File image: IOL.

CAPE TOWN - The Presidency has for the first time in 20 years started to compose regulations for a state of emergency. 

The state of emergency, in terms of the State of Emergency Act 64 of 1997. 

According to these draft regulations, any security official will have radical influence to act within his or her own judgement, arrest individuals, search property or cut communication channels such as cellphones or the internet. 

In terms of the Constitution, the president can declare a state of emergency when war, invasion, revolt or natural disasters threaten the nation’s safety. 

Such as state of emergency was declared previously by former president, PW Botha on July 25, 1985. During this crisis, activists were reportedly held captive in unknown places for undetermined periods. 

Approximately 575 people were killed within six months of this announcement. 


The Act of 1997 replaced the apartheid-era-laws but the regulations that set out what should happen during a state of emergency have never been propagated. 

According to an internal memorandum from the military, Jacob Zuma allegedly appointed a team to compose the regulations.

The security sector has also been urged over the last few weeks to provide contributions to complete the project. 

According to the draft regulations, no person may write, publish or broadcast something that could be threatening to somebody else or his family.

Members of the security forces are allowed to use as much force to restore law and order as deemed necessary under the circumstances, as long as it is proportional.

READ: OPINION: How the ANC's elective conference will impact on 2018

Commenting on the draft regulations, President of the Cape Chamber, Janine Myburgh says that the state of emergency does not relate to economic issues, but rather to power.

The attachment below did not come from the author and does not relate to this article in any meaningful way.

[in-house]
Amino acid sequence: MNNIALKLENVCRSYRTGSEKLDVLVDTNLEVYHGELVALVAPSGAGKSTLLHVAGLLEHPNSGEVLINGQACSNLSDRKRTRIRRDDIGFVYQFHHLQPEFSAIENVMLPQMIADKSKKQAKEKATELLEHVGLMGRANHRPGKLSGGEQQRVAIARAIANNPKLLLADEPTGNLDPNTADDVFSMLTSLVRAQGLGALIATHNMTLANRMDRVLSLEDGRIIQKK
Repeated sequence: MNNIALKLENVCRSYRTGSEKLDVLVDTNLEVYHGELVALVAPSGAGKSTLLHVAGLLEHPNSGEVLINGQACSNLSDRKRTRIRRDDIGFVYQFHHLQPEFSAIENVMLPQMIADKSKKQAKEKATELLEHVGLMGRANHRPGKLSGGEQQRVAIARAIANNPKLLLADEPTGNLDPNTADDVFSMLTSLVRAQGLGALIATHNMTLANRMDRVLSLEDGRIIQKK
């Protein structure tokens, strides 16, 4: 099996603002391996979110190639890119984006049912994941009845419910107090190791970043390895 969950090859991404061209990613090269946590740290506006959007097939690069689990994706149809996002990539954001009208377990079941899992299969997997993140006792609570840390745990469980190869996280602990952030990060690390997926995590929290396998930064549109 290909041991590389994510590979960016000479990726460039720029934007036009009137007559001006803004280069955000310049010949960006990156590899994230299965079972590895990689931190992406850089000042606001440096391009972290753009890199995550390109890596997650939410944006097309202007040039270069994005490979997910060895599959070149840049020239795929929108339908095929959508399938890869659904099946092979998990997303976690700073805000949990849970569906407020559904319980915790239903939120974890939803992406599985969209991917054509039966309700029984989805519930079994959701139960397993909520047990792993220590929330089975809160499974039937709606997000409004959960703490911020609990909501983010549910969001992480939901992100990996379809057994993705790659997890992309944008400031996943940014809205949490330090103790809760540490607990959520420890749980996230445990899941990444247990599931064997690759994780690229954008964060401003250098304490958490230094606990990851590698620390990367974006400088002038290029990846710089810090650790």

"At present there is no sign of any problems which could justification a state of emergency so we must ask why the regulations are being drafted and what problems are being anticipated?

"There is no sign of hostility from outside the country so we can only assume the government is concerned about internal problems, like possible consequences flowing from this month’s ANC elective conference. President’s Zuma’s grip on power is slipping and he could become a very sore loser if the power shifts to Deputy President Ramaphosa. The possibility of violence cannot be ruled out. We must ask whether a state of emergency could be used to retain power", says Myburgh. 

A state of emergency could possibly give Zuma the power to detain his enemies, adds Myburgh. 

An added effect, says Myburgh is that government would have the power to interfere with communications and silence critics. 

"If this were to take place the effect on the economy would be devastating. Confidence would evaporate. Industries like tourism would be hard hit. That would lead to greater unemployment and social unrest", concludes Myburgh. 

READ ALSO: SA’s Zuma dispatches special envoys to Zimbabwe